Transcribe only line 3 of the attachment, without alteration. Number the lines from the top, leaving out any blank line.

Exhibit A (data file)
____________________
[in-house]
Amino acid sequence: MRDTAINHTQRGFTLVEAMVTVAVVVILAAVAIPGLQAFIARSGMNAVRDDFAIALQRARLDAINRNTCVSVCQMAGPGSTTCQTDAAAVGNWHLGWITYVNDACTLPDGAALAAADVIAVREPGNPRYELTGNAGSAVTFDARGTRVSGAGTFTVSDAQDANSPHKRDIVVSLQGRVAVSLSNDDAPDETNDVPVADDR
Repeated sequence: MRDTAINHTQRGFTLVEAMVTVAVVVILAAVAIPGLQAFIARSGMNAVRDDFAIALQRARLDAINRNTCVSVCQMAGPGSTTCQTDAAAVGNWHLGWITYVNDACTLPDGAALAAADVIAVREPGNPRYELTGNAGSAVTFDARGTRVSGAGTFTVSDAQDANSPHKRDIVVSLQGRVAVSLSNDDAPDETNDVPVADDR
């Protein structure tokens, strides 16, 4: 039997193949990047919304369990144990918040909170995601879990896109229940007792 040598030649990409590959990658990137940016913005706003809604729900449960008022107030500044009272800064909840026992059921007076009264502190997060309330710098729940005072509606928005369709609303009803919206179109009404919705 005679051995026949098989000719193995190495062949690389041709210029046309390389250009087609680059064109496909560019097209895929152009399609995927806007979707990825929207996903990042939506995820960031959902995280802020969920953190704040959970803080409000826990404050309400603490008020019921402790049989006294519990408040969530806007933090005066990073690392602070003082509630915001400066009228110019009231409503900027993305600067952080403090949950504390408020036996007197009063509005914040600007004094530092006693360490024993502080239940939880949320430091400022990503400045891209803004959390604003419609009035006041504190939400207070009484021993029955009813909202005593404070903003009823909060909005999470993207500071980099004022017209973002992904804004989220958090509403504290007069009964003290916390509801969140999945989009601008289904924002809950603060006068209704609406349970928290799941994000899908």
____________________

Repeated sequence: MRDTAINHTQRGFTLVEAMVTVAVVVILAAVAIPGLQAFIARSGMNAVRDDFAIALQRARLDAINRNTCVSVCQMAGPGSTTCQTDAAAVGNWHLGWITYVNDACTLPDGAALAAADVIAVREPGNPRYELTGNAGSAVTFDARGTRVSGAGTFTVSDAQDANSPHKRDIVVSLQGRVAVSLSNDDAPDETNDVPVADDR